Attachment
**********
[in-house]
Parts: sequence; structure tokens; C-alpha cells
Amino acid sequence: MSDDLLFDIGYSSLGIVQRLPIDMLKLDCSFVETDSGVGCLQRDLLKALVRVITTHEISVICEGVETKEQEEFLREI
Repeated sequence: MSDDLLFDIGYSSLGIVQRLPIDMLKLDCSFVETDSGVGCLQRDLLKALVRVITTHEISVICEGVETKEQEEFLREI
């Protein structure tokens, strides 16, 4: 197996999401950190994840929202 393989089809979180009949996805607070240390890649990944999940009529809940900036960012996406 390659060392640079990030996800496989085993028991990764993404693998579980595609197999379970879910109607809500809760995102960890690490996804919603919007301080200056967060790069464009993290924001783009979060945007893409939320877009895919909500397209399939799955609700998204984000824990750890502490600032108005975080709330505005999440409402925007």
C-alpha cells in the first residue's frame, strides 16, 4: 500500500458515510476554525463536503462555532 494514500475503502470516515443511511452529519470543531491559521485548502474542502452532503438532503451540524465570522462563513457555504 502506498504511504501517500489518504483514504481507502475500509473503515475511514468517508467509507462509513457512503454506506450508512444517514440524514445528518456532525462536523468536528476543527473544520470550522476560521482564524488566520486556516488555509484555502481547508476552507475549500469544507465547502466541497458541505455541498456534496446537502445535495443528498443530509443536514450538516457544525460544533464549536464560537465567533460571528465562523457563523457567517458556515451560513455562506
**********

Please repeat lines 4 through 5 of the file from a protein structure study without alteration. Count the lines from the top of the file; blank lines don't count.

Repeated sequence: MSDDLLFDIGYSSLGIVQRLPIDMLKLDCSFVETDSGVGCLQRDLLKALVRVITTHEISVICEGVETKEQEEFLREI
């Protein structure tokens, strides 16, 4: 197996999401950190994840929202 393989089809979180009949996805607070240390890649990944999940009529809940900036960012996406 390659060392640079990030996800496989085993028991990764993404693998579980595609197999379970879910109607809500809760995102960890690490996804919603919007301080200056967060790069464009993290924001783009979060945007893409939320877009895919909500397209399939799955609700998204984000824990750890502490600032108005975080709330505005999440409402925007």